Calendar An icon of a desk calendar. Cancel An icon of a circle with a diagonal line across. Caret An icon of a block arrow pointing to the right. Email An icon of a paper envelope. Facebook An icon of the Facebook "f" mark. Google An icon of the Google "G" mark. Linked In An icon of the Linked In "in" mark. Logout An icon representing logout. Profile An icon that resembles human head and shoulders. Telephone An icon of a traditional telephone receiver. Tick An icon of a tick mark. Is Public An icon of a human eye and eyelashes. Is Not Public An icon of a human eye and eyelashes with a diagonal line through it. Pause Icon A two-lined pause icon for stopping interactions. Quote Mark A opening quote mark. Quote Mark A closing quote mark. Arrow An icon of an arrow. Folder An icon of a paper folder. Breaking An icon of an exclamation mark on a circular background. Camera An icon of a digital camera. Caret An icon of a caret arrow. Clock An icon of a clock face. Close An icon of the an X shape. Close Icon An icon used to represent where to interact to collapse or dismiss a component Comment An icon of a speech bubble. Comments An icon of a speech bubble, denoting user comments. Ellipsis An icon of 3 horizontal dots. Envelope An icon of a paper envelope. Facebook An icon of a facebook f logo. Camera An icon of a digital camera. Home An icon of a house. Instagram An icon of the Instagram logo. LinkedIn An icon of the LinkedIn logo. Magnifying Glass An icon of a magnifying glass. Search Icon A magnifying glass icon that is used to represent the function of searching. Menu An icon of 3 horizontal lines. Hamburger Menu Icon An icon used to represent a collapsed menu. Next An icon of an arrow pointing to the right. Notice An explanation mark centred inside a circle. Previous An icon of an arrow pointing to the left. Rating An icon of a star. Tag An icon of a tag. Twitter An icon of the Twitter logo. Video Camera An icon of a video camera shape. Speech Bubble Icon A icon displaying a speech bubble WhatsApp An icon of the WhatsApp logo. Information An icon of an information logo. Plus A mathematical 'plus' symbol. Duration An icon indicating Time. Success Tick An icon of a green tick. Success Tick Timeout An icon of a greyed out success tick. Loading Spinner An icon of a loading spinner.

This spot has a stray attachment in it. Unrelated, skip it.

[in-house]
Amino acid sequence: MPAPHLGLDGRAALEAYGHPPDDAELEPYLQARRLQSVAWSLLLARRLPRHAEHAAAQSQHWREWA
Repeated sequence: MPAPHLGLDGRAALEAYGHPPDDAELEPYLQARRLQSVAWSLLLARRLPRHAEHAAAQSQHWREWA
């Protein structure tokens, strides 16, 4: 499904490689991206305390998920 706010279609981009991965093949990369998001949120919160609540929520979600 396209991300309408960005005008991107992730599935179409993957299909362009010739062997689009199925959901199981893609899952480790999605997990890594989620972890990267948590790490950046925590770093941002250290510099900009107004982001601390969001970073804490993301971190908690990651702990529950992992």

Man accused of Highland armed robbery suffered from gambling problem, court hears

The High Court in Aberdeen
The High Court in Aberdeen

A court has heard that a man accused of carrying out an armed robbery on a Highland home was caught by police two days after the offence with thousands of pounds in cash in his possession.

Jurors sitting at the High Court in Aberdeen were told yesterday that Ali Akguc was stopped in his silver Passat on the M6 by police, who were looking to trace the person responsible for storming Lisa Ann Cetiner’s Drumnadrochit home with a gun.

The court heard that a number of witnesses claimed to have spotted Akguc’s car around the area where the robbery took place on the day of the offence.

Jurors were told his physical description also matched the one which Mrs Cetiner had given of the robber.

In order to question him about the hold-up, officers tracked down Akguc’s vehicle on December 8.

And, when police stopped him, they found £2,995 in cash in the back of the car.

Akguc, of Beale Close, Enfield, London, is currently on trial, accused of carrying out the armed robbery on December 6 last year.

Prosecutors allege the 36-year-old covered his face before he forced his way into a house on Coiltie Crescent in Kilmore, armed with a gun or replica firearm.

It is claimed he then assaulted Mrs Cetiner and two children in her care by forcing them to sit on the floor, before making off with £3165.

Akguc, who had previously worked for Mrs Cetiner’s husband, accepts a robbery took place at the house, but denies any involvement in the crime.

Yesterday, a recording of Akguc’s police interview was played to the jury.

The court heard he had been questioned about where he was at the time of the offence and what he had been doing on the M6 two days later.

He told officers he was driving back to London, where he had previously lived, but refused to comment on where he was at the time of the offence.

Akguc also made no comment in relation to why his car had been seen in the area of the robbery on the night it was committed.

When asked about the £2,995, which was recovered from his car, he told officers that he had been paid in cash during the time he worked for Mr Cetiner and that he had saved the money.

The court was also read a witness statement given by Akguc’s former co-worker and room mate Ali Agool.

In the statement, Mr Agool said the accused had threatened to carry out a robbery on a petrol station in the week leading up to the offence.

He claimed Akguc had suffered from a gambling problem and was always asking people to lend him money after losing hundreds of pounds at a time at the bookies.

The trial, before Lord Burns, continues.

Already a subscriber? Sign in